Health Savings Accounts (HSA’s) were created in the early 2000’s as part of an overall Consumer Driven Health Care (CDHC) movement. It was thought that by getting individuals involved in the shopping process for health care they would make sound decisions and force providers to compete on price and quality.
HSA’s have their place in the market, but they are not an appropriate product for everyone. An HSA is paired with a High Deductible Health Plan (HDHP). Without the HDHP an HSA cannot be opened. The intended way for this combination to work is that consumers would be more thrifty because the money in the HSA is their money. The money in the HSA can be used towards meeting the deductible on the HDHP. Most HDHP’s are purchased by consumers who never end up funding the HSA. They have chased the lower premium of the HDHP, but do not take advantage of the savings opportunities of the HSA.
The HSA is the ultimate tax avoidance savings tool on the market today. Money goes in pre-tax, it accumulates tax free in the account, and as long as it comes out for qualified medical expenses it also comes out tax free. Most HSA owners who actually fund the account are typically wealthier than the general population.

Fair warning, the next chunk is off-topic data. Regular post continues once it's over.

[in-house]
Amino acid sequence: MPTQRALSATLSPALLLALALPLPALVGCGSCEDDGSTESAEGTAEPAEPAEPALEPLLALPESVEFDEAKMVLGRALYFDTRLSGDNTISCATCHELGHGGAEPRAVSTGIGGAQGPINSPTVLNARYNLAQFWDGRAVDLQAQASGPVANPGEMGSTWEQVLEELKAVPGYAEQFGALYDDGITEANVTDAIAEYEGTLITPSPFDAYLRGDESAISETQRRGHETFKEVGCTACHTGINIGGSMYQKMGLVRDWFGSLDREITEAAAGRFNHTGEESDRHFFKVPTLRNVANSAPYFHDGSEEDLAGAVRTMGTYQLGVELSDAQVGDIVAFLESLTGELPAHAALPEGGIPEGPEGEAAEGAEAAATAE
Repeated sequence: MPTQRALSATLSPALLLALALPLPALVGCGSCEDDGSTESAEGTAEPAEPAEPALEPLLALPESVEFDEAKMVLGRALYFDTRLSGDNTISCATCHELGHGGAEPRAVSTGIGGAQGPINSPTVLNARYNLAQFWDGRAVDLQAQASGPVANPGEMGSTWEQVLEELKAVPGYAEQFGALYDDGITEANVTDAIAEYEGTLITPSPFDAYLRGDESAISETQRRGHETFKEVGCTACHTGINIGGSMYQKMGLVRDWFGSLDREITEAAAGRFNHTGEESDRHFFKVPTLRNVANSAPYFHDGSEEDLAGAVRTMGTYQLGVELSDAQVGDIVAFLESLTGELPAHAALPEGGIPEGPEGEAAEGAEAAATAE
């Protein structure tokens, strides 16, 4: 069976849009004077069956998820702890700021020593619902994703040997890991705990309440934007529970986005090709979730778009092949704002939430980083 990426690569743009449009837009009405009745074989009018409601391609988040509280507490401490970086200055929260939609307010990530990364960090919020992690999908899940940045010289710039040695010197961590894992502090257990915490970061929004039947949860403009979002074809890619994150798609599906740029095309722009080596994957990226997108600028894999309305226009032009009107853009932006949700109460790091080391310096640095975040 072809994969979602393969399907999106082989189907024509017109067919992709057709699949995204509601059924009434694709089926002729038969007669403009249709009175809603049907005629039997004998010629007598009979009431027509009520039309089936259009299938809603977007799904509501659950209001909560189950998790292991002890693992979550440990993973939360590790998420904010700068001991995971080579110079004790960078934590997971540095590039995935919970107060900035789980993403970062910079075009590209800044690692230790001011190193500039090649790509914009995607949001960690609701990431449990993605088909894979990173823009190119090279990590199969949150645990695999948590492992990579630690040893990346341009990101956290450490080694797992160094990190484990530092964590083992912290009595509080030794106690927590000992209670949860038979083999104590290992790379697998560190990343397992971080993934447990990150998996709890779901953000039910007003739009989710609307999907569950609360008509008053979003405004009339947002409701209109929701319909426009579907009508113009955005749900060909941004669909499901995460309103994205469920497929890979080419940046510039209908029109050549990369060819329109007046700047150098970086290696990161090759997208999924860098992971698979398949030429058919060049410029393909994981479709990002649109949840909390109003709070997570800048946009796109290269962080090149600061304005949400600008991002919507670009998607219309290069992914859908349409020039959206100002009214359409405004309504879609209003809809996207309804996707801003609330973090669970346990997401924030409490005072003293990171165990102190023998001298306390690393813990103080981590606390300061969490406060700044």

The tools consumers need to be informed shoppers have not come online as quickly as expected. Physicians and hospitals have not been excited to get into the price shopping game. Without the appropriate cost transparency tools that can be used in conjunction with the appropriate provider quality tools a consumer is at a disadvantage in comparing hospitals and providers and making a reasonable value decision.
An argument against the HSA and HDHP combination is that if a consumer knows they are going to incur a claim that exceeds the deductible, or if the deductible has already been met, the incentive to shop goes away. Any savings the consumer finds once the policy coinsurance hits 100% only directly benefit the insurer. They do benefit the consumer indirectly since overall claim costs for the insurer may end up lower and result in lower rate increases going forward for the consumer, but there is no guarantee all of the other policy holders are being as diligent in the shopping process.
HSA’s are not the answer to the uninsured or health care cost problems we face in America today. HSA’s are however an important tool when sold in the appropriate market. The CDHC movement has caused many physicians and hospitals to be more forthcoming with price and quality information, but we have only scratched the surface.